January 11, 2023
Getting into long range shooting should be a fun endeavor. The secret to it relies on basics like good gear, good ammo, excellent shooting fundamentals, a properly zeroed scope, and wind-reading skills. Too often new shooters complicate the matter by focusing on minutia that may not help them at all for the level they are at. They are running before they can walk. The following are common myths I encounter when helping new shooters with their shooting problems.
What is Accuracy?
Before getting into some myths, it’s important to define what is meant by accuracy, because it is often used as a catchall. It’s common to refer to a rifle that shoots small groups as accurate. There are actually two components here, accuracy and precision.
Accuracy refers to the position of the group of shots relative to the point of aim. If the group lands at your point of aim, the shots are accurate. If the group lands on the corner of the target but your aim was dead center, the rifle is not accurate. Precision refers to how a shot group clusters. A group measuring 1-inch and centered on the point of aim is precise and accurate. Shots that are all over the target show the rifle is neither accurate nor precise.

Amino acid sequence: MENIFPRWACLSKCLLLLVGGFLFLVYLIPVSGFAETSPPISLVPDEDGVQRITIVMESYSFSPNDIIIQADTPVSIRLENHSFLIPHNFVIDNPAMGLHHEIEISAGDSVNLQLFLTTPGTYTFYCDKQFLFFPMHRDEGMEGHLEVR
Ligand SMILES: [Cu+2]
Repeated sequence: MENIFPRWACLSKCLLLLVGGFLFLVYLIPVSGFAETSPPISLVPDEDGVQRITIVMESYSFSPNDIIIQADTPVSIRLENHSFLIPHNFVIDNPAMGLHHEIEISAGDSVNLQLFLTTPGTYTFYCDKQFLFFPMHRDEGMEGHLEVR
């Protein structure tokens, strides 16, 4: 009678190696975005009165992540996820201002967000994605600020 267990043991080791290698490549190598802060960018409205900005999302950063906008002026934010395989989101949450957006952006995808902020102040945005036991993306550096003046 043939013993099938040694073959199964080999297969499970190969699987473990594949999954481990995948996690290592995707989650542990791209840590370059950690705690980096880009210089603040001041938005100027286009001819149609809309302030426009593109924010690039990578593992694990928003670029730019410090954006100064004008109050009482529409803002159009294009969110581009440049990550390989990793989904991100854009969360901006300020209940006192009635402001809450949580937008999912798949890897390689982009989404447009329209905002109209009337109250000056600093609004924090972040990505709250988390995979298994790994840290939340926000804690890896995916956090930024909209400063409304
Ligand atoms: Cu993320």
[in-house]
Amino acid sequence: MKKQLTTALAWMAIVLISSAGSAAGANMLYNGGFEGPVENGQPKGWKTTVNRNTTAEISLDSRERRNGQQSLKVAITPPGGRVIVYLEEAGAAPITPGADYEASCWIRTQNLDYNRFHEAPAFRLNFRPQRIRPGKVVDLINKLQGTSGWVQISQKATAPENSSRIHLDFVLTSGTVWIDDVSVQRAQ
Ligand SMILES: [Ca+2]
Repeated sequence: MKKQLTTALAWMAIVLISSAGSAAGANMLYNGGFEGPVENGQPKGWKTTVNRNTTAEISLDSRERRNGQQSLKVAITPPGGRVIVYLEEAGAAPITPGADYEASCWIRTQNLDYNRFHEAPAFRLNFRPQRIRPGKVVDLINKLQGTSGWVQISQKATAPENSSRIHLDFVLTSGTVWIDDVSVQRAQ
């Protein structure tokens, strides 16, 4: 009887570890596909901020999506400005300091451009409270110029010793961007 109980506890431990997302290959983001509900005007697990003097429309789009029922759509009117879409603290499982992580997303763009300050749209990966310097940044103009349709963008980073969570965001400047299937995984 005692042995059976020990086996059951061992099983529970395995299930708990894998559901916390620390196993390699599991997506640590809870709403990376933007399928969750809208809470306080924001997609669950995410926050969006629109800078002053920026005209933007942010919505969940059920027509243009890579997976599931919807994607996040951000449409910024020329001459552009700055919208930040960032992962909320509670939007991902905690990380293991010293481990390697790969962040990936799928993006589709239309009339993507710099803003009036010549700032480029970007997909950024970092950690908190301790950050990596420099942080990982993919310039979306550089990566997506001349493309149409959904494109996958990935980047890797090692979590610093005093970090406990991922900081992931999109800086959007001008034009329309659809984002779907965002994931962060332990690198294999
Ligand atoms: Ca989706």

This may seem nuanced, but when you shoot long range, you want your rifle to be accurate and precise at your zeroing distance. If it’s not, the farther you shoot, the more it will contribute to errors in elevation and wind adjustment values. You’ll then blame your ballistic app for being off and not have reliable data.
I Need a Custom Rifle